Bobby Hebb

Robert Von "Bobby" Hebb (July 26, 1938 ‒ August 3, 2010)[1] was an American R&B/soul singer, musician, songwriter, recording artist, and performer known for his 1966 hit entitled "Sunny".

Bobby Hebb
Bobby Hebb
Bobby Hebb in 1966
Background information
Birth nameRobert Von Hebb
BornJuly 26, 1938
Nashville, Tennessee, U.S.
DiedAugust 3, 2010 (aged 72)
Nashville, Tennessee, U.S.
Occupation(s)Singer, musician, songwriter, recording artist, performer
InstrumentsVocals, piano, guitar
Years active1955‒2010
LabelsCadet, Crystal Ball, Epic, Laurie, Mercury, Philips, Scepter, Tuition


Hebb was born in Nashville, Tennessee. His parents, William and Ovalla Hebb, were both blind musicians.[2] Hebb and older brother, Harold Hebb, performed as a song-and-dance team in Nashville beginning when Bobby was three and Harold was nine. Hebb performed on a TV show hosted by country music record producer Owen Bradley, which earned him a place with Grand Ole Opry star Roy Acuff.[2] Hebb played spoons and other instruments in Acuff's band. Harold later became a member of Johnny Bragg and the Marigolds. Bobby Hebb sang backup on Bo Diddley's "Diddley Daddy". Hebb played "West-coast-style" trumpet in a United States Navy jazz band, and replaced Mickey Baker in Mickey and Sylvia.[2]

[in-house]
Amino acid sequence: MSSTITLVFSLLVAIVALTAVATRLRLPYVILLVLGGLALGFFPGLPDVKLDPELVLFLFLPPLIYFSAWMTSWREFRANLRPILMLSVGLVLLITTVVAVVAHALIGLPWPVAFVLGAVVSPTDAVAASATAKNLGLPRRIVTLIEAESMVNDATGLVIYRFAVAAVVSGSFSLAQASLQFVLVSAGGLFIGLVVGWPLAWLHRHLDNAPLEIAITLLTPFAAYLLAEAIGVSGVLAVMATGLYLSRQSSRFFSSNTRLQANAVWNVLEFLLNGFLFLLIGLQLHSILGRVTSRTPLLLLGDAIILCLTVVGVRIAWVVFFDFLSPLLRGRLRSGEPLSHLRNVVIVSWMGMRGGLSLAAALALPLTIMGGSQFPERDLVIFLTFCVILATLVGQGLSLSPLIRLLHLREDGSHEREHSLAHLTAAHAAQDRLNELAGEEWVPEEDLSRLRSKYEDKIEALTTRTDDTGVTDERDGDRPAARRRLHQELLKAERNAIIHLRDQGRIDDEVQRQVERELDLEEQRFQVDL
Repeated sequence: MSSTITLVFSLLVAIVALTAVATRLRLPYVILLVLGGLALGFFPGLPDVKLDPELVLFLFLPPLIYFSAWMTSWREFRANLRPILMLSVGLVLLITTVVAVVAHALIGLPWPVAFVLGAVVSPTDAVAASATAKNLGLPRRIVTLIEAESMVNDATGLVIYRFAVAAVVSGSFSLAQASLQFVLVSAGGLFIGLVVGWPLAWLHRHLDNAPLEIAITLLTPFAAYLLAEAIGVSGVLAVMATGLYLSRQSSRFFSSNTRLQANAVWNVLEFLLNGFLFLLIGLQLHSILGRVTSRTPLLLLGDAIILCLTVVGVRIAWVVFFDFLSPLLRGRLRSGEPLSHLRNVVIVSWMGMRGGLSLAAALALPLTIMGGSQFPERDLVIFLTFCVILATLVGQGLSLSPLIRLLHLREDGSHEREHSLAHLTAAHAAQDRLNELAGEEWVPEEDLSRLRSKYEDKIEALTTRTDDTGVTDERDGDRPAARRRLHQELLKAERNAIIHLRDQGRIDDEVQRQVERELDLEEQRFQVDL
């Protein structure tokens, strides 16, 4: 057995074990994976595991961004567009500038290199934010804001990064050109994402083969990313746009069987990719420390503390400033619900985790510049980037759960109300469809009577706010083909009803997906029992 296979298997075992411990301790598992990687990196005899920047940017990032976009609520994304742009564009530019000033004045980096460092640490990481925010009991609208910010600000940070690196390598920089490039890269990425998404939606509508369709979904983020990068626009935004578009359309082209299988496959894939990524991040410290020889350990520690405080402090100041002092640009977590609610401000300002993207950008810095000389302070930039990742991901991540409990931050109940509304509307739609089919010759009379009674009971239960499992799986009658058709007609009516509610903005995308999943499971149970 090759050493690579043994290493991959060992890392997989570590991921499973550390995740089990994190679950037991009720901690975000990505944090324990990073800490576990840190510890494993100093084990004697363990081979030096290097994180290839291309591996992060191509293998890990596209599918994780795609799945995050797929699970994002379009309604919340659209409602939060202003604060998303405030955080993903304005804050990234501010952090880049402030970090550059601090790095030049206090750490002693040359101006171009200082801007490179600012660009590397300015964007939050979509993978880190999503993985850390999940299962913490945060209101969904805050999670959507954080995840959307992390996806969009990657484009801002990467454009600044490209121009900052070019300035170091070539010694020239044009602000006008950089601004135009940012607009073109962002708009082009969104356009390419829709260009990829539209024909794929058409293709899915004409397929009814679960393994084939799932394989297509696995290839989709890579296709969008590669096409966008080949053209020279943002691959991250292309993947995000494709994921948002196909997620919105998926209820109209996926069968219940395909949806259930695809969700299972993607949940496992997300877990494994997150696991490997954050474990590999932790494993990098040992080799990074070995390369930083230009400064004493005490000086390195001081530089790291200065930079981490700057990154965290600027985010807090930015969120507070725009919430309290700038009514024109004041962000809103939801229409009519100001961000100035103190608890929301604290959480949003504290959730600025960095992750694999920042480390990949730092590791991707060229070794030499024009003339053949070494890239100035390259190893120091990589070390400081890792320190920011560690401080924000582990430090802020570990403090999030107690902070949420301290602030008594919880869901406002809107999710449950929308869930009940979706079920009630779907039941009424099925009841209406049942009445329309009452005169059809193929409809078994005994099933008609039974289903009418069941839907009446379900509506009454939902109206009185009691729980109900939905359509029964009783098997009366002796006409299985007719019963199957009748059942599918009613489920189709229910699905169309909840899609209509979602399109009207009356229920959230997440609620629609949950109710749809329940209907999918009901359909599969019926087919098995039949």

On November 23, 1963, the day after John F. Kennedy's assassination, Bobby Hebb's brother, Harold, was killed in a knife fight outside a Nashville nightclub. Hebb was devastated by both events and sought comfort in songwriting. Though many claim that the song he wrote after both tragedies was the optimistic "Sunny", Hebb himself stated otherwise. He immersed himself in the Gerald Wilson album, You Better Believe It!, for comfort.

All my intentions were just to think of happier times – basically looking for a brighter day – because times were at a low tide. After I wrote it, I thought "Sunny" just might be a different approach to what Johnny Bragg was talking about in "Just Walkin' in the Rain".

"Sunny" was recorded in New York City after demos were made with the record producer Jerry Ross. Released as a single in 1966, "Sunny" reached No. 3 on the R&B charts, No. 2 on the Billboard Hot 100, and No. 12 in the United Kingdom.[2][3][4] When Hebb toured with The Beatles in 1966 his "Sunny" was, at the time of the tour, ranked higher than any Beatles song then on the Billboard Hot 100 chart. BMI rated "Sunny" number 25 in its "Top 100 songs of the century".

In 1976, Hebb released a newly recorded disco version entitled "Sunny '76". The single was a minor hit reaching No. 94 on the R&B chart.

Hebb also had lesser hits with his "A Satisfied Mind" in 1966 (No. 39 on the Billboard chart and No. 40 on the R&B chart) and "Love Me" in 1967 (No. 84),[3] and wrote many other songs, including Lou Rawls' 1971 hit "A Natural Man" (co-written with comedian Sandy Baron). Six years prior to "Sunny", Hebb reached the New York City Top 50 with a remake of Roy Acuff's "Night Train to Memphis". In 1972, his single "Love Love Love" reached No. 32 on the UK charts.[4]